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Question DetailsAsked on 10/20/2016

Is a respectable work at home business?

Mailing brochures from home, $1,000/week paid in advance. Never received mateiral in mail for mailing out. Took my money and no check or brochures to mail

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3 Answers


Here are several links to similar questions with answers, info on how to check out comment sand scam/ripoff type reports on the web, and a notice from the St Louis BBB on a similar company and the type of issues people have.

Generally - don't believe it. With modern mass mailing the addressing, pre-sorted mail stamping (at less than you can mail it for) and mailing is going to be around $0.50/brochure or even less - so no way a legit company is going to pay people more to mail brochures - especially since they would also have to pay shipping to get them to you to mail out.

Most of these type schemes are either out-and-out scams (asking for up-front money for supplies or such and then not delivering like you say), or they are pyramid schemes - the only way you make money is signing up a lot of other people to the scheme.

My recommendation - report it to the federal consumer fraud agency, or if done by US Mail, to the USPS Postal Inspector's office.

Answered 3 years ago by LCD


Im not really sure i saw it in the paper and it caught my eye wanted to check it out .it seems luget

Source: The news paper

Answered 3 years ago by Mandymo1987


Mandymo1987 - I would say if you saw that sort of ad and thought it looked legit you need to get a tuneup of your scam sense - I think you are a bit too gullible. Especially since this one evidently said it paid you in ADVANCE - can you imagine any legit company paying Joe off the street who they don't know and have only corresponded with maybve once or twice in advance ? Heck - even people who have worked for the same company for scores of years don't get paid in advance !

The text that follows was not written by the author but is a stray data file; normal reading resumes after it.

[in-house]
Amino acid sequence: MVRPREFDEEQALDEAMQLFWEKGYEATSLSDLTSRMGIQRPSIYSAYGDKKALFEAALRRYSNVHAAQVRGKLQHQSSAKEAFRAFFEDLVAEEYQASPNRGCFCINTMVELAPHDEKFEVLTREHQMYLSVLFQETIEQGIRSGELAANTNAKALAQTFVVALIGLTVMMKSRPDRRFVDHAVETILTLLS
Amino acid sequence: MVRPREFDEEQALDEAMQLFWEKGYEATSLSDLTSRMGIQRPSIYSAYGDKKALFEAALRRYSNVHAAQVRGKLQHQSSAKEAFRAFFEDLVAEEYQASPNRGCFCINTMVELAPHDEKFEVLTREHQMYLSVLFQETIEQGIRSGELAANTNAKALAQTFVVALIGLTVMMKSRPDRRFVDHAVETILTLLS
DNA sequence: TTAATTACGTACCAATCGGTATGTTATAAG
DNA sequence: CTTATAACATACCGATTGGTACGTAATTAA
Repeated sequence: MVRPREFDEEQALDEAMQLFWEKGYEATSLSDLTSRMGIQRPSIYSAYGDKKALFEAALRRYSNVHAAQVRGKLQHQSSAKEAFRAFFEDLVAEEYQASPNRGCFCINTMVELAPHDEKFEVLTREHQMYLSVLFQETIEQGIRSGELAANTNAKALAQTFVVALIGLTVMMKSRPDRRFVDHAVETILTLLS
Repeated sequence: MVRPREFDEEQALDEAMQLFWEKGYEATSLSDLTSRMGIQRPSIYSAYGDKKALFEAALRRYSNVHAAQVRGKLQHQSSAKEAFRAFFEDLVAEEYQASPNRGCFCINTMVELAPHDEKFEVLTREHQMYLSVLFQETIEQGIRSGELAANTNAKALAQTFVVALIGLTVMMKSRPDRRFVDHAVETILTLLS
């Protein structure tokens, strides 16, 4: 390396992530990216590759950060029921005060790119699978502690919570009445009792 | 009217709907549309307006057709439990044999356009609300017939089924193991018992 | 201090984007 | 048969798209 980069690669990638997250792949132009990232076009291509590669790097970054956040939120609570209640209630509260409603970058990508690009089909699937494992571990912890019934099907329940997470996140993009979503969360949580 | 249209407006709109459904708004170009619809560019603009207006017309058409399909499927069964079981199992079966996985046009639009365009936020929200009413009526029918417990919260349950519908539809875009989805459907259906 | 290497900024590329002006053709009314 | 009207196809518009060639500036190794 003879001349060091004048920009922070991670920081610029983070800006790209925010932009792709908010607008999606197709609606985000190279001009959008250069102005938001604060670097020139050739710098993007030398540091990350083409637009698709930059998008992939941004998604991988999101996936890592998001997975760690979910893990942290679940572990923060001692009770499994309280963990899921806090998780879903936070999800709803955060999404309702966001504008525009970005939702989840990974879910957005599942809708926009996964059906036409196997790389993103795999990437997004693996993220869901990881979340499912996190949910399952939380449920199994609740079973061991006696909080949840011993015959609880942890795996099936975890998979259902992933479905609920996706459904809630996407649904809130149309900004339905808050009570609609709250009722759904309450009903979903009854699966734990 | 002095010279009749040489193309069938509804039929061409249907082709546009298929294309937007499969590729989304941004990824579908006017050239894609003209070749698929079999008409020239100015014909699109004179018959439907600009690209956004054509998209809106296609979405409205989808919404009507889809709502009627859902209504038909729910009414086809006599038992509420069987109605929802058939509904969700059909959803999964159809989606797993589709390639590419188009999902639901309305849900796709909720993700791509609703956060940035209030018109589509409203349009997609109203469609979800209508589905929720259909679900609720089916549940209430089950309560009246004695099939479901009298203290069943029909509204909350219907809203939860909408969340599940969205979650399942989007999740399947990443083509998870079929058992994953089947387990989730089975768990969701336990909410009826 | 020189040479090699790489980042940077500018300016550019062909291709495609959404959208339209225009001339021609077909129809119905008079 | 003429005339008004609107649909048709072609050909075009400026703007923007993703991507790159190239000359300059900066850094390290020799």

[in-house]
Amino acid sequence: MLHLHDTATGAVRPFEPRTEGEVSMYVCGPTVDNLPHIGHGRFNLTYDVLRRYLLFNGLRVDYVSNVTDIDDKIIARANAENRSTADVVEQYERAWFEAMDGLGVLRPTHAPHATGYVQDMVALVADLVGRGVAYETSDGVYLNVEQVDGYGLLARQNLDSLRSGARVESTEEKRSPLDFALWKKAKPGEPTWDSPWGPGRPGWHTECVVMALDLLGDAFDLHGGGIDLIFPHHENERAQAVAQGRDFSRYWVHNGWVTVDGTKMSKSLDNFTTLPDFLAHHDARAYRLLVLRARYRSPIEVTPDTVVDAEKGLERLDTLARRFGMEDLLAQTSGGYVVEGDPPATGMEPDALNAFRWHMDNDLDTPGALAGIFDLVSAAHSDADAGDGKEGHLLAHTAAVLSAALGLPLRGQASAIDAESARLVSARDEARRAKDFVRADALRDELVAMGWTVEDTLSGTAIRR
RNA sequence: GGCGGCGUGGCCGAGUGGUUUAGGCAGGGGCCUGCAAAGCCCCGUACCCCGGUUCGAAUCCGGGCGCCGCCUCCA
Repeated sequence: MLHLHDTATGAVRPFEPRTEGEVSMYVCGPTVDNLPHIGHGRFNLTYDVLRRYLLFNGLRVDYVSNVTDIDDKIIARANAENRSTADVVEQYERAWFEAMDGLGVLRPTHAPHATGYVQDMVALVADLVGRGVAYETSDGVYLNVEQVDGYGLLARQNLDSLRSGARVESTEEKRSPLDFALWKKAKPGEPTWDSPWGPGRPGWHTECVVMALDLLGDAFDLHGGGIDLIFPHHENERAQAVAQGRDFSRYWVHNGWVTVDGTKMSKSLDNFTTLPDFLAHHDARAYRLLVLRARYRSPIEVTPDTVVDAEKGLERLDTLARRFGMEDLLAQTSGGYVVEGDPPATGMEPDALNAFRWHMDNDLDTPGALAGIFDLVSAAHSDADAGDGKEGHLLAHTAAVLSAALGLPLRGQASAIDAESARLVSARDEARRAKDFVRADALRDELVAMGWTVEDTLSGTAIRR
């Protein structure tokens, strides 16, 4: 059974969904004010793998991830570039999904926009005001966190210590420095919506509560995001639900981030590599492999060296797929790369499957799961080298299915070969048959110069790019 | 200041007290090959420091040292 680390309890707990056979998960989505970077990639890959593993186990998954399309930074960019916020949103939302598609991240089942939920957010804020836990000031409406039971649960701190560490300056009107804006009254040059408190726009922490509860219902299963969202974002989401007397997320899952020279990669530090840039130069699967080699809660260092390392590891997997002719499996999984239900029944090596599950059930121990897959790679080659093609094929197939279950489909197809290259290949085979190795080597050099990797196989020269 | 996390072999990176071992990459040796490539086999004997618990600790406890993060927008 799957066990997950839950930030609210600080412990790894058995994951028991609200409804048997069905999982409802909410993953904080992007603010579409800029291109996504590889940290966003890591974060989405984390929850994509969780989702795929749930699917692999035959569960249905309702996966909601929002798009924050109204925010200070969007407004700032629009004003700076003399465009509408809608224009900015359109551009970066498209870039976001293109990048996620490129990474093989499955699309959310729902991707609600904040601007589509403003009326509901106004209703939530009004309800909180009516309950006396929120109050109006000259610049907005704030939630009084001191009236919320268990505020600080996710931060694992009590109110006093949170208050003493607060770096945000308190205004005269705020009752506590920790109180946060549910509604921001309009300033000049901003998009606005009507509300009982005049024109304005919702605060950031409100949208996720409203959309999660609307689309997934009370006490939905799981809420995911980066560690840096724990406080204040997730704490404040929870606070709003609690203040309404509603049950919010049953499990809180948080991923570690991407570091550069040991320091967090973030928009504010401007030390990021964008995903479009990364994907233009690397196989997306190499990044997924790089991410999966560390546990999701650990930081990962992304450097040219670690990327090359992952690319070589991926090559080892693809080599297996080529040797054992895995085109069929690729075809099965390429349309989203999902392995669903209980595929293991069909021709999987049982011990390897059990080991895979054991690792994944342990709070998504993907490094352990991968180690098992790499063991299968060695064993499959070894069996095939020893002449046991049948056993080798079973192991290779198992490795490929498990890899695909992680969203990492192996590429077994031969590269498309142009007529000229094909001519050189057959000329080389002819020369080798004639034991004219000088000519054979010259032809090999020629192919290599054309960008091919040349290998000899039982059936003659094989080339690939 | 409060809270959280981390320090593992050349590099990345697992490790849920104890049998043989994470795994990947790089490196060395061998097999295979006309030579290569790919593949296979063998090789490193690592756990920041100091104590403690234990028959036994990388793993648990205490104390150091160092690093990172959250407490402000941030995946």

Most - or probably almost all - of these advertised work at home "opportunities" are scams or pyramid schemes or just a way to get your credit card or checking account information, not any better than the famous Popular Mechanics ad which ran for decades saying send $1 or $5 or whatever to learn how to make $1000 a month - and upon receiving the money the guy sent back a postcard that said to put an ad in papers or magazines telling people to send money to learn how to make $$$ and send them a postcard like this one - a basic form of pyramid scheme. The federal government tried for years to shut it down, but the courts held it was legit because the guy DID make well over $1000/month with his scheme, just by collecting money sent to him and telling people to do what he was doing.

Here is a previous Angies List response on this type of "opportunity", and links to a federal government warning and another article on the subject, and a sample scam alert blog page for a similar scheme (different name than LocalMailing) showing the typical result if you get into one of these schemes:

Basically speaking, unless you already have a specific skill that you can market yourself and operate out of your home, work-at-home schemes are almost always an out-and-out scam or a pyramid scheme where whatever money you make (if they actually pay you anything at all) is from referring OTHER people to sign up, not from actually doing any work or sales.

Answered 3 years ago by LCD

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